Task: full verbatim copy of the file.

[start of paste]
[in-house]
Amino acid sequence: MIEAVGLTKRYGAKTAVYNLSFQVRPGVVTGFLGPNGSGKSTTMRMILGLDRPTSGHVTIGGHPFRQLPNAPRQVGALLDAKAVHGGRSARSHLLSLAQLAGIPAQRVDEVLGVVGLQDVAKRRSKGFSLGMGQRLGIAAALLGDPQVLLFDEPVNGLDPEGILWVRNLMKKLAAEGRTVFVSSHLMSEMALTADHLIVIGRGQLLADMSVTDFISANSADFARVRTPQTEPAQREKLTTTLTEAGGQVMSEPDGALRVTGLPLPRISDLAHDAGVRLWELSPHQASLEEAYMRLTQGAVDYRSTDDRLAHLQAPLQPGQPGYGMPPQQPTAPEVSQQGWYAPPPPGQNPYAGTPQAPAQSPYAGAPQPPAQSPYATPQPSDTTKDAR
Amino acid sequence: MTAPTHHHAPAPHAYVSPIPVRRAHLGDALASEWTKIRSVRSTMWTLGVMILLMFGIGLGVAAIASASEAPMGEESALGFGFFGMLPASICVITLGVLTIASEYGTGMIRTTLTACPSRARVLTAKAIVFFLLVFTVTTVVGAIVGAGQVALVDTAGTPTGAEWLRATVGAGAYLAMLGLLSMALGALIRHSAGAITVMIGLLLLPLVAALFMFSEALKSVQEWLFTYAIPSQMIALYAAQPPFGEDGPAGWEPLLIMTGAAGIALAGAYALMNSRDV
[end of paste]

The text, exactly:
[in-house]
Amino acid sequence: MIEAVGLTKRYGAKTAVYNLSFQVRPGVVTGFLGPNGSGKSTTMRMILGLDRPTSGHVTIGGHPFRQLPNAPRQVGALLDAKAVHGGRSARSHLLSLAQLAGIPAQRVDEVLGVVGLQDVAKRRSKGFSLGMGQRLGIAAALLGDPQVLLFDEPVNGLDPEGILWVRNLMKKLAAEGRTVFVSSHLMSEMALTADHLIVIGRGQLLADMSVTDFISANSADFARVRTPQTEPAQREKLTTTLTEAGGQVMSEPDGALRVTGLPLPRISDLAHDAGVRLWELSPHQASLEEAYMRLTQGAVDYRSTDDRLAHLQAPLQPGQPGYGMPPQQPTAPEVSQQGWYAPPPPGQNPYAGTPQAPAQSPYAGAPQPPAQSPYATPQPSDTTKDAR
Amino acid sequence: MTAPTHHHAPAPHAYVSPIPVRRAHLGDALASEWTKIRSVRSTMWTLGVMILLMFGIGLGVAAIASASEAPMGEESALGFGFFGMLPASICVITLGVLTIASEYGTGMIRTTLTACPSRARVLTAKAIVFFLLVFTVTTVVGAIVGAGQVALVDTAGTPTGAEWLRATVGAGAYLAMLGLLSMALGALIRHSAGAITVMIGLLLLPLVAALFMFSEALKSVQEWLFTYAIPSQMIALYAAQPPFGEDGPAGWEPLLIMTGAAGIALAGAYALMNSRDV